December

-0.5 3.5 -1.4 1.4 -0.7 1.3 -1.1 1.7 -0.2 2.2    

The April 2016 Consumer Price Index for the Seattle-Tacoma-Bremerton is scheduled to be released on, May 17 2016.


Technical Note

The Consumer Price Index (CPI) is a measure of the average change in prices over time in a fixed market basket of goods and services. The Bureau of Labor Statistics publishes CPIs for two population groups: (1) a CPI for All Urban Consumers (CPI-U) which covers approximately 89 percent of the total population and (2) a CPI for Urban Wage Earners and Clerical Workers (CPI-W) which covers 28 percent of the total population. The CPI-U includes, in addition to wage earners and clerical workers, groups such as professional, managerial, and technical workers, the self-employed, short-term workers, the unemployed, and retirees and others not in the labor force.

The CPI is based on prices of food, clothing, shelter, and fuels, transportation fares, charges for doctors' and dentists' services, drugs, and the other goods and services that people buy for day-to-day living. Each month, prices are collected in 87 urban areas across the country from about 4,000 housing units and approximately 26,000 retail establishments--department stores, supermarkets, hospitals, filling stations, and other types of stores and service establishments. All taxes directly associated with the purchase and use of items are included in the index.

The index measures price changes from a designated reference date (1982-84) that equals 100.0. An increase of 16.5 percent, for example, is shown as 116.5. This change can also be expressed in dollars as follows: the price of a base period "market basket" of goods and services in the CPI has risen from $10 in 1982-84 to $11.65. For further details see the CPI home page on the Internet at www.bls.gov/cpi and the BLS Handbook of Methods, Chapter 17, The Consumer Price Index, available on the Internet at www.bls.gov/opub/hom/homch17_a.htm.

In calculating the index, price changes for the various items in each location are averaged together with weights that represent their importance in the spending of the appropriate population group. Local data are then combined to obtain a U.S. city average. Because the sample size of a local area is smaller, the local area index is subject to substantially more sampling and other measurement error than the national index. In addition, local indexes are not adjusted for seasonal influences. As a result, local area indexes show greater volatility than the national index, although their long-term trends are quite similar. NOTE: Area indexes do not measure differences in the level of prices between cities; they only measure the average change in prices for each area since the base period.

The Seattle-Tacoma-Bremerton, WA. metropolitan area covered in this release is comprised of Island, King, Kitsap, Pierce, Snohomish, and Thurston Counties in the State of Washington.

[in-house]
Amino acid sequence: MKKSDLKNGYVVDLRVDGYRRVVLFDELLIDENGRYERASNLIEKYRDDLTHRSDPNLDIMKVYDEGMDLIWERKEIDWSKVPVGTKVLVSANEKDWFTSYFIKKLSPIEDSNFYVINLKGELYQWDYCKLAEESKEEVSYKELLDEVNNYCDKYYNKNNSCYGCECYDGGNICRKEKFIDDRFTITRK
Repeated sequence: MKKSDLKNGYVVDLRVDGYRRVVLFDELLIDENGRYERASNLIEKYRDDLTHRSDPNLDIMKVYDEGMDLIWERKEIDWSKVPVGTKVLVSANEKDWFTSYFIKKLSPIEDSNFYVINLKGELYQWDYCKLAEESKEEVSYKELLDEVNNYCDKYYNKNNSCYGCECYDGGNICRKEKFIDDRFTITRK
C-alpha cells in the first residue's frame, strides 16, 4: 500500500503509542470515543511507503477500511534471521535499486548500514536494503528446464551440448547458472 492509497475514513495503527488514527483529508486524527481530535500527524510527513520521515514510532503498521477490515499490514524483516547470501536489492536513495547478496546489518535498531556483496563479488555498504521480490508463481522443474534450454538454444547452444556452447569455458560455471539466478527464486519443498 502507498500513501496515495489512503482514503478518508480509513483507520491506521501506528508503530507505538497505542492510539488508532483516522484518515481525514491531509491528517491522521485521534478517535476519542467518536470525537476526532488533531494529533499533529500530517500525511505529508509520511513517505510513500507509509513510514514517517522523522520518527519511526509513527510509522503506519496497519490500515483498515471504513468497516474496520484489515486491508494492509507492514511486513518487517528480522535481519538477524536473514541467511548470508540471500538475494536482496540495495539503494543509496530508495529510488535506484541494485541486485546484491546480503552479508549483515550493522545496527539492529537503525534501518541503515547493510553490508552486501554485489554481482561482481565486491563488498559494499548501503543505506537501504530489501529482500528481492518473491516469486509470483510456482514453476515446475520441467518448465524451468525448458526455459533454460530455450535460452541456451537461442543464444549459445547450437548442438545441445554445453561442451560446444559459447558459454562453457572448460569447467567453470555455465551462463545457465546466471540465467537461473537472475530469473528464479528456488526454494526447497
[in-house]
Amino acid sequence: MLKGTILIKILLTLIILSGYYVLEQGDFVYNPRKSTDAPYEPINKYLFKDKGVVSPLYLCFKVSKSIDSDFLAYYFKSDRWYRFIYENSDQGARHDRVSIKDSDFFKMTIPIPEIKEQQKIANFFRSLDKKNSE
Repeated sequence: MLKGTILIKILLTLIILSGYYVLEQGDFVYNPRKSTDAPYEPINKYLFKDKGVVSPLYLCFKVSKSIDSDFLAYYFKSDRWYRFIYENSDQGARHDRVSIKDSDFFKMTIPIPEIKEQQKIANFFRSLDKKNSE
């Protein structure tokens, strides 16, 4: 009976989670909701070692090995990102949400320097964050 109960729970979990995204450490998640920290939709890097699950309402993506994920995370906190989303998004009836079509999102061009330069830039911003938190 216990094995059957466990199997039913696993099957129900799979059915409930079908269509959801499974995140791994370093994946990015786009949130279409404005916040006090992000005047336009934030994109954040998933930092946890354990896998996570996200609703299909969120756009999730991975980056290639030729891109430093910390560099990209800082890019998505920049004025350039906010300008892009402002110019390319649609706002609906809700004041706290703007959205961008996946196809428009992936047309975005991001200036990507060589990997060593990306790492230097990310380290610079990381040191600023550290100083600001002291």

Information in this release will be made available to sensory impaired individuals upon request. Voice phone: (202) 691-5200; Federal Relay Service: (800) 877-8339.

Table 1. Consumer Price Index for All Urban Consumers (CPI-U): Indexes and percent changes for selected periods

Seattle-Tacoma-Bremerton, WA (1982-84=100 unless otherwise noted)
Item and Group

 
Indexes
 
Percent change from-
Dec.
2015
Jan.
2016
Feb.
2016
Feb.
2015
Dec.
2015
Jan.
2016

Expenditure category

 
 

All items

250.385 - 250.942 2.2 0.2 -

All items (1967=100)

763.271 - 764.970 - - -

Food and beverages

259.884 - 258.926 1.0 -0.4 -

Food

263.023 - 261.599 0.8 -0.5 -

Food at home

251.049 250.082 247.632 -0.9 -1.4 -1.0

Food away from home

282.010 - 283.488 2.9 0.5 -

Alcoholic beverages

223.149 - 226.936 3.9 1.7 -

Housing

277.823 - 280.677 4.6 1.0 -

Shelter

312.557 313.364 315.890 5.6 1.1 0.8

Rent of primary residence (1)

317.693 319.199 321.916 5.5 1.3 0.9

Owners' equiv. rent of residences (1) (2)

328.591 330.029 332.575 5.8 1.2 0.8

Owners' equiv. rent of primary residence (1) (2)

328.591 330.029 332.575 5.8 1.2 0.8

Fuels and utilities

250.085 - 253.974 3.1 1.6 -

Household energy

228.629 231.083 231.157 3.3 1.1 0.0

Energy services (1)

272.337 275.363 275.363 4.0 1.1 0.0

Electricity (1)

294.310 298.345 298.345 7.7 1.4 0.0

Utility (piped) gas service (1)

161.527 161.479 161.479 -13.2 0.0 0.0

Household furnishings and operations

173.190 - 173.551 -2.7 0.2 -

Apparel

128.155 - 127.786 1.0 -0.3 -

Transportation

206.607 - 201.733 -0.3 -2.4 -

Private transportation

212.557 - 206.955 -1.0 -2.6 -

Motor fuel

265.548 262.615 228.170 -9.7 -14.1 -13.1

Gasoline (all types)

270.886 268.108 232.686 -9.5 -14.1 -13.2

Gasoline, unleaded regular (3)

294.503 291.025 252.006 -10.1 -14.4 -13.4

Gasoline, unleaded midgrade (3) (4)

210.991 210.339 183.249 -9.1 -13.1 -12.9

Gasoline, unleaded premium (3)

247.153 246.482 216.537 -6.1 -12.4 -12.1

Medical care

386.358 - 393.678 1.6 1.9 -

Recreation (5)

95.739 - 96.472 -0.9 0.8 -

Education and communication (5)

140.033 - 140.701 0.8 0.5 -

Other goods and services

393.008 - 389.731 -1.3 -0.8 -
 

Commodity and service group

 
 

All items

250.385 - 250.942 2.2 0.2 -

Commodities

186.760 - 184.552 -1.2 -1.2 -

Commodities less food & beverages

150.817 - 148.140 -2.9 -1.8 -

Nondurables less food & beverages

176.586 - 169.723 -3.7 -3.9 -

Durables

124.290 - 125.343 -2.1 0.8 -

Services

309.593 - 312.767 4.2 1.0 -
 

Special aggregate indexes

 
 

All items less medical care

244.237 - 244.477 2.3 0.1 -

All items less shelter

226.738 - 226.230 0.4 -0.2 -

Commodities less food

153.878 - 151.430 -2.5 -1.6 -

Nondurables

216.465 - 212.378 -1.0 -1.9 -

Nondurables less food

180.512 - 174.426 -3.0 -3.4 -

Services less rent of shelter (2)

313.602 - 316.634 2.4 1.0 -

Services less medical care services

301.352 - 304.030 4.4 0.9 -

Energy

253.356 253.298 236.797 -3.1 -6.5 -6.5

All items less energy

252.956 - 254.565 2.5 0.6 -

All items less food and energy

251.492 - 253.614 2.8 0.8 -

Footnotes
(1) This index series was calculated using a Laspeyres estimator. All other item stratum index series were calculated using a geometric means estimator.
(2) Index is on a November 1982=100 base.
(3) Special index based on a substantially smaller sample.
(4) Indexes on a December 1993=100 base.
(5) Indexes on a December 1997=100 base.
 

- Data not available
NOTE: Index applies to a month as a whole, not to any specific date.
 

Last Modified Date: Wednesday, March 16, 2016